Nationwide, around a third of high school students take courses in high school that offer college credit (Dual Enrollment). However, Franklin students are unique in that their college courses are taken online, rather than through dual credit programs at their own high school. This setup can present some unique opportunities for Franklin students to get a head start on their futures.
Luke Bergschneider, a former Franklin student, is currently attending college at Western Illinois University. The credit he earned through online LLCC classes during high school allowed him to skip a year of undergrad, meaning that he will graduate in the spring of 2022.
Bergschneider also says that college classes he took in high school have helped him handle life at a four-year university. “I would say that it helped me understand some of the workload that comes with college classes. It ensures that you’re motivated because it’s not like high school where teachers are around all the time. You have to get your own stuff done.”
Senior Mollie Allen agrees. “They (LLCC classes) have definitely prepared me for a college class outlook and made my life easier.” Allen began taking college classes her sophomore year. She will have completed eight in total by the end of the semester. By her estimate, she’s saved around $2,000 through earning credits at Lincoln Land rather than later down the road. “There’s no sense in paying a university for a class you don’t like, so you may as well do it here.”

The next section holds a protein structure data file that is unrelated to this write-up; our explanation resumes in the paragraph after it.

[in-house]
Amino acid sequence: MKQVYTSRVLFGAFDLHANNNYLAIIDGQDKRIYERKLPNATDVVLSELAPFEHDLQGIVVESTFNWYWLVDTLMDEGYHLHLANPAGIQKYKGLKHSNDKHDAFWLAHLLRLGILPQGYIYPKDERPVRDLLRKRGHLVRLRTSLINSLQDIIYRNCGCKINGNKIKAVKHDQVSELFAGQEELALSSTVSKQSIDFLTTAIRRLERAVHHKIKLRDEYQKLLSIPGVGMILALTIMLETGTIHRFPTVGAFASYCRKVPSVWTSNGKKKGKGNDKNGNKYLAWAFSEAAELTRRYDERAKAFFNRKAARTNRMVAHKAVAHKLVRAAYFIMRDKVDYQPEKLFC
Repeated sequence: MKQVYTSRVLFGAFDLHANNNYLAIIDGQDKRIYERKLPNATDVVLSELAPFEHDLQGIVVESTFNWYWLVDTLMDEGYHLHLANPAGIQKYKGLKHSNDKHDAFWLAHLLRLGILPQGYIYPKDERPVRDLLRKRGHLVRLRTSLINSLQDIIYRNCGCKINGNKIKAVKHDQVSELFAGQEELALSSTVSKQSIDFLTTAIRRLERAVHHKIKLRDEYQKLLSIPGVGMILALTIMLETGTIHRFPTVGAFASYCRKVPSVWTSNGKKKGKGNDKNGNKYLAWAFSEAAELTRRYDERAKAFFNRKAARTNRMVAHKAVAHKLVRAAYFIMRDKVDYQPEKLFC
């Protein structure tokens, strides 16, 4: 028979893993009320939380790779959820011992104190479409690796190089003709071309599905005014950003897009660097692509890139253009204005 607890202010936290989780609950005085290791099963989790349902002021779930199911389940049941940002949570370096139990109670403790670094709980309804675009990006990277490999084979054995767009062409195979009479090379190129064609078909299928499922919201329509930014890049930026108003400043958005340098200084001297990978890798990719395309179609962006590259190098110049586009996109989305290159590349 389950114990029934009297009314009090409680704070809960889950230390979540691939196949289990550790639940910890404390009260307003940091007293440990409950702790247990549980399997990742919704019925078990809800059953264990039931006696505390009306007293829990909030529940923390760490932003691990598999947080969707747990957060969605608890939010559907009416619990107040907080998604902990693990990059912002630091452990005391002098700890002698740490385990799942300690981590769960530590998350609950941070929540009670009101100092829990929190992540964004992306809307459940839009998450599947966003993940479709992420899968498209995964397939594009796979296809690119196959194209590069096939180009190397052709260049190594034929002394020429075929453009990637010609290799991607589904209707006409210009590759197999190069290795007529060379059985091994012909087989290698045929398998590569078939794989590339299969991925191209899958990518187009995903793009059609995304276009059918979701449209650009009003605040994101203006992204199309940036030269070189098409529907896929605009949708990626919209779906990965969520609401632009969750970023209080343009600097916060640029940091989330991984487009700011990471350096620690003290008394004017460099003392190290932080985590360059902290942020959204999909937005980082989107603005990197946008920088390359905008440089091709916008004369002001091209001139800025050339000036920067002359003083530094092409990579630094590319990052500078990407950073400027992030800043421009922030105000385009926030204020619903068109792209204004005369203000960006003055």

Brayden Colwell has made the online class program work in a way unique to him and his career plans. “I want to go into ministry, and when I was looking through LLCC classes, I didn’t find anything that I really wanted to learn. I knew Lincoln Christian University had an early course option called the LEAP program and it was a lot cheaper. I was actually interested in taking some of their classes, so I figured it would be worth my time to do a class that I wanted to do.”
Colwell and his parents worked with Mr. Waggener and Mrs. Black to get this setup approved. The class he chose is Intro to Worldviews, which began this week. That course will also work as a credit when he begins college.
As upperclassmen, Allen and Colwell both had advice to give for students in their first college class. Allen recommended staying organized.“Make to-do lists. I’ve probably had about a bazillion sticky notes just for my college classes.”
Colwell advised younger students to stay on top of their registration and coursework. “Get everything done early, because it stinks doing it last minute. Make sure you know what is due and when it’s due, and have personal deadlines of what you need to get done each day.”
Dual Enrollment: Participation and Characteristics. U.S. Department of Education, February 2019. https://nces.ed.gov/pubs2019/2019176.pdf